Me getting a buddhist blessing before we began to fight.

I wasn’t on their level, I never thought I could win and was just hoping to not embarrass my gym or the trainers at Charn Chai Muay Thai. I’d watch them in the boxing ring practicing with more focus than I could ever come up with. It was intimidating to say the least but I just did my own thing.

As the fight came closer the owner of the gym would joke to me about having an ambulance on stand by for me which was I have to admit was funny if infuriating for me. I took no offence to it or anything but it reinforced the narrative that “I couldn’t” which I’ve become all too familiar with long before I came to the gym to train.

During the training I was asked to do more than I ever have but although that is true and everyone was always supportive their actions were so much louder than their words. Only one trainer really came up to me and told be specifically he believed I could succeed, that I could win.

That is something I will remember because while others joked it was something I needed to let go. It didn’t matter if I was given the same intensity of training as the other guys fighting or if I felt like I was the pretender, all that mattered was that in the moment the ram muay started I give it everything I was not just physically but emotionally not to prove to anyone but myself that I could not only reach the summit but that I could go for the next one on the horizon.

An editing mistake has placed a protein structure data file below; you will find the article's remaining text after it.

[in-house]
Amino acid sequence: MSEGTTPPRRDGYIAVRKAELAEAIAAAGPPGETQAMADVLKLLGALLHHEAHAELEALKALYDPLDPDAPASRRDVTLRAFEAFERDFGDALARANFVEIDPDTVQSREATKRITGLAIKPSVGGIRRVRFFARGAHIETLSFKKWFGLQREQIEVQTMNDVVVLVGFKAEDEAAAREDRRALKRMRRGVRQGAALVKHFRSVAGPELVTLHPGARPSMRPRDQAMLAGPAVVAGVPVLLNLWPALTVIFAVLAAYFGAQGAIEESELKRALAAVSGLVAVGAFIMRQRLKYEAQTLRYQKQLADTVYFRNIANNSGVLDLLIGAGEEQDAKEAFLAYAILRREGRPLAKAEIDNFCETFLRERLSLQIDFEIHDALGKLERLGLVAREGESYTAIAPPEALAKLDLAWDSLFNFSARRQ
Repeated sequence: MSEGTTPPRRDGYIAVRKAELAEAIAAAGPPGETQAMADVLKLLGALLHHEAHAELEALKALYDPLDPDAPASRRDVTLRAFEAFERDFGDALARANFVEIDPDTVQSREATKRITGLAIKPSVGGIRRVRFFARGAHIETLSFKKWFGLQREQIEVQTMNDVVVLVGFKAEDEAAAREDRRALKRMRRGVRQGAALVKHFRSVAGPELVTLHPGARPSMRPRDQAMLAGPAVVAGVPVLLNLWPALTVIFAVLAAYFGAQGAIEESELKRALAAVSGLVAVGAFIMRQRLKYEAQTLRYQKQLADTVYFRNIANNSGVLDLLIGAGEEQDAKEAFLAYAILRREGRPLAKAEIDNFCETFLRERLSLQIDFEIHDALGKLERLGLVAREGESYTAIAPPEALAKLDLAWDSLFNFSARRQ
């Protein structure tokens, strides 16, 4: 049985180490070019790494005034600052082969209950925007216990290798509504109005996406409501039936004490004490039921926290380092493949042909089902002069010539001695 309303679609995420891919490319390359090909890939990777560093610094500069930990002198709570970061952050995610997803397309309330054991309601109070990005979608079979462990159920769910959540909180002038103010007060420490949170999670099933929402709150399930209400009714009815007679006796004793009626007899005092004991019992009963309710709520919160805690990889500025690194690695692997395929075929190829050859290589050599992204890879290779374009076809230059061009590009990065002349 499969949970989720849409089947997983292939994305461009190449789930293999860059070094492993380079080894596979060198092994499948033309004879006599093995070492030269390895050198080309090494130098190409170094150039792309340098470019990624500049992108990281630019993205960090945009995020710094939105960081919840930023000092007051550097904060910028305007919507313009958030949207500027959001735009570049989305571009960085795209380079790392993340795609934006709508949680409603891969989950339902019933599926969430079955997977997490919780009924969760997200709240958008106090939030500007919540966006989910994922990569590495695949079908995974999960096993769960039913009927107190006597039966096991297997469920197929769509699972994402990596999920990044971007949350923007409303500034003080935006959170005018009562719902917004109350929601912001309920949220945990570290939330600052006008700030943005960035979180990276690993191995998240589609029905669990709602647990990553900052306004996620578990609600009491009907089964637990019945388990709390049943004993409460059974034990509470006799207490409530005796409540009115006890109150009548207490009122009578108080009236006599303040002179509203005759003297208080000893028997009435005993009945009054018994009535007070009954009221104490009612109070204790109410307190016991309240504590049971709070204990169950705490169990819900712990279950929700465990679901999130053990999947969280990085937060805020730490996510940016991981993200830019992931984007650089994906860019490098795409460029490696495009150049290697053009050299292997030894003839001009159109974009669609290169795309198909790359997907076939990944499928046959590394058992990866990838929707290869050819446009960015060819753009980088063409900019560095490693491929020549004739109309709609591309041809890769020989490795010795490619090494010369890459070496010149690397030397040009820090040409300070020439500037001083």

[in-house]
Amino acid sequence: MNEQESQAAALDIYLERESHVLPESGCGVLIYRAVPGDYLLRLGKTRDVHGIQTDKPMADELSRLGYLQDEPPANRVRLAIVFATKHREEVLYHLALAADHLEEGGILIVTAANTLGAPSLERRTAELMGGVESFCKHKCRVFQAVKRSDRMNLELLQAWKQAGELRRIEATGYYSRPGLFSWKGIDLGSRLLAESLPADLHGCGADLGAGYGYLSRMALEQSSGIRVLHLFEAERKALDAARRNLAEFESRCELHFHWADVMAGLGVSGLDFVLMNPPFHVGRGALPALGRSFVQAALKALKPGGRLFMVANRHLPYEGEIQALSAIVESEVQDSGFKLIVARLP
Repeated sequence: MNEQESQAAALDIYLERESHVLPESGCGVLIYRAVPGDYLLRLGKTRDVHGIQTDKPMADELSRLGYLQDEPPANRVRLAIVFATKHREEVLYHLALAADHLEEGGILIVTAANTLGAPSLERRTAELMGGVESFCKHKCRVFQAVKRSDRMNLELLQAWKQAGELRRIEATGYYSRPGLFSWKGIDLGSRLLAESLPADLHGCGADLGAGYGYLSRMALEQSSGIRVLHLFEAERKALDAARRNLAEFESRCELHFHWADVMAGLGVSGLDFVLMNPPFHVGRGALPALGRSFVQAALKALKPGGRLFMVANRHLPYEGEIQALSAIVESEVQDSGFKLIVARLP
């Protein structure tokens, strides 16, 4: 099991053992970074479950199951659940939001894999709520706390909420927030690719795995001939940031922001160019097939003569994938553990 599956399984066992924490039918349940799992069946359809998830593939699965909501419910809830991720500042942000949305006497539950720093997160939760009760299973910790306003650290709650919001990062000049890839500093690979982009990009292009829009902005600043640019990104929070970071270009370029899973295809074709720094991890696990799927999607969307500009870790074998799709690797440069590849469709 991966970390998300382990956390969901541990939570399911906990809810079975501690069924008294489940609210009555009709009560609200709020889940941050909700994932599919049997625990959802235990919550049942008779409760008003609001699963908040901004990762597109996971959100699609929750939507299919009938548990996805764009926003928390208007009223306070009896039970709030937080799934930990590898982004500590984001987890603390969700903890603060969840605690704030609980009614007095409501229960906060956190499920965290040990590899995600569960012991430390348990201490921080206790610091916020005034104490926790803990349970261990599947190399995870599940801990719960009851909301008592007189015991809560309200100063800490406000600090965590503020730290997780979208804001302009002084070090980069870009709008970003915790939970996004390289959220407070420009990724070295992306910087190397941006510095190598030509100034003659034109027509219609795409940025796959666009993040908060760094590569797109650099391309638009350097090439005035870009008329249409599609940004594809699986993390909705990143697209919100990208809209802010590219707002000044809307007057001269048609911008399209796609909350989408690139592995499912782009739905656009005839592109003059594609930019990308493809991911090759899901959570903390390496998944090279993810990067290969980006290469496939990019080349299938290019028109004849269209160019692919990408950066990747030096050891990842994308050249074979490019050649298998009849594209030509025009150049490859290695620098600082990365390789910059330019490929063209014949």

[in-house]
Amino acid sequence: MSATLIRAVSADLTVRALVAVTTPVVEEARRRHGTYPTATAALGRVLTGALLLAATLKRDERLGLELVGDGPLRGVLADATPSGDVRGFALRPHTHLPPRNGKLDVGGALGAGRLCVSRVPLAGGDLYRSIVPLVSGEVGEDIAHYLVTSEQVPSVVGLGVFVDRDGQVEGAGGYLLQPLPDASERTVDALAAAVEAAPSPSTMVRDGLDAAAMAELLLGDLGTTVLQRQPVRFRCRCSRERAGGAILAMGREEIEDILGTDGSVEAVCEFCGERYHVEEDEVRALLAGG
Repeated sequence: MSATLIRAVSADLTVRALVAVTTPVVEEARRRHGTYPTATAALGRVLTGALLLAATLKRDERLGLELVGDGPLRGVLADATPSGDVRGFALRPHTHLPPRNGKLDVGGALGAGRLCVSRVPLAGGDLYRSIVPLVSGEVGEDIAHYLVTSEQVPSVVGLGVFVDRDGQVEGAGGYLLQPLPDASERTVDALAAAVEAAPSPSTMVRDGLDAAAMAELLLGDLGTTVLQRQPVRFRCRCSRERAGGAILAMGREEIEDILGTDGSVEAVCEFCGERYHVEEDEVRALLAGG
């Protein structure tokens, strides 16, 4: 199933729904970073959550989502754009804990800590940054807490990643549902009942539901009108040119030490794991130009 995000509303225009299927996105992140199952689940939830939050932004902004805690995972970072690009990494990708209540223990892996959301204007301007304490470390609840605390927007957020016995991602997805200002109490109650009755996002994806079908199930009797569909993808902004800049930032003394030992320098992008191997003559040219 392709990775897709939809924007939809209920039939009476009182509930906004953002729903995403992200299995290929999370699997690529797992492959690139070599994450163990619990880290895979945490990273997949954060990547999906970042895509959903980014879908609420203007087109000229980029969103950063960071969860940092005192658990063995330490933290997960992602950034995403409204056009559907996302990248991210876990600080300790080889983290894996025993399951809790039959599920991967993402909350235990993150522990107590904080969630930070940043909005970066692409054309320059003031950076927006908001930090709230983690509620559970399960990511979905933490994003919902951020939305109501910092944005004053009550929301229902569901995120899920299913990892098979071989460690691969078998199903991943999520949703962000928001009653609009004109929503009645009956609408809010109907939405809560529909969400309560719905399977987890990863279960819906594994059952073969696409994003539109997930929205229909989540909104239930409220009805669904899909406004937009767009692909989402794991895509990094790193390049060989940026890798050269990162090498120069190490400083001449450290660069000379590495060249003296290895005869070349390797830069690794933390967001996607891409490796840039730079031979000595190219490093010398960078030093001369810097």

One thing I didn’t put in that Facebook post was letting go of doubt because I had way too many doubts for me to give that voice. What I did was carry no expectation into the ring, not of winning and not of losing. All I could do was give it everything I had and no matter the outcome that was going to be enough for me.

When the day of the fight came, the four of us foreigners fighting became three as one person had to sit it out to recover from being sick. While they knew what they were doing I was lost, not having any idea what I was going to do.

Man when I started traveling I didn’t even know what muay thai was, If you had said I would be fighting I would have told you that you were crazy.

I’ve always felt like an outsider not just at the gym but in life in general and that hasn’t changed. I was not like them but that was OK, I could only be me. I was never going to be the one at the gym that you would notice. I blended into the background and got lost among the sea of people but I was consistent. I came and came and came rain or shine, hurt or not.

So while I may not have had the intensity of the other fighters from Charn Chai Muay Thai that night I knew that being consistent gave me the fitness and conditioning I needed to survive the fight to come. I never thought I was good enough and it is great to prove to yourself even if just for a night that I had the skills to take me from start to finish.